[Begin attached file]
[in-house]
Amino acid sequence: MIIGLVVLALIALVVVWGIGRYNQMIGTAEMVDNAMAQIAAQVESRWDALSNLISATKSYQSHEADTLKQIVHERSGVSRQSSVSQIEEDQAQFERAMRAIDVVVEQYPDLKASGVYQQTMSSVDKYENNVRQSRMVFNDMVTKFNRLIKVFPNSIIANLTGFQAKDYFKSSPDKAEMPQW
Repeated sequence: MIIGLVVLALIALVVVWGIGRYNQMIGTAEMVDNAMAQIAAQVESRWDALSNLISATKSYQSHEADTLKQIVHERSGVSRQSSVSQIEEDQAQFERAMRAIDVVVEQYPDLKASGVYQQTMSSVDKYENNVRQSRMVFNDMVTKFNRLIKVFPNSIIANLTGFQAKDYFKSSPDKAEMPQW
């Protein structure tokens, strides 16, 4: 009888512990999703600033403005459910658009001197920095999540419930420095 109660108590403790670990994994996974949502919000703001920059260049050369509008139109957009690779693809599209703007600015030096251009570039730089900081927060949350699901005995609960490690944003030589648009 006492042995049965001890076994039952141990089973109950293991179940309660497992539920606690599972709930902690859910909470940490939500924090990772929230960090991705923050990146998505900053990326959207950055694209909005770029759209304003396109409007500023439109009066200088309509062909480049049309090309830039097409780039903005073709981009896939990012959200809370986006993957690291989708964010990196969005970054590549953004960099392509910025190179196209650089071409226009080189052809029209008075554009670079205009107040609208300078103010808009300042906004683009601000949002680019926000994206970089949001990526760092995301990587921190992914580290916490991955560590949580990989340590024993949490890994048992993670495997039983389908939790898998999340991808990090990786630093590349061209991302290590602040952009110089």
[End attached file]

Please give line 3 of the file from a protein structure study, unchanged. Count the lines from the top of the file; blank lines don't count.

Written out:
Repeated sequence: MIIGLVVLALIALVVVWGIGRYNQMIGTAEMVDNAMAQIAAQVESRWDALSNLISATKSYQSHEADTLKQIVHERSGVSRQSSVSQIEEDQAQFERAMRAIDVVVEQYPDLKASGVYQQTMSSVDKYENNVRQSRMVFNDMVTKFNRLIKVFPNSIIANLTGFQAKDYFKSSPDKAEMPQW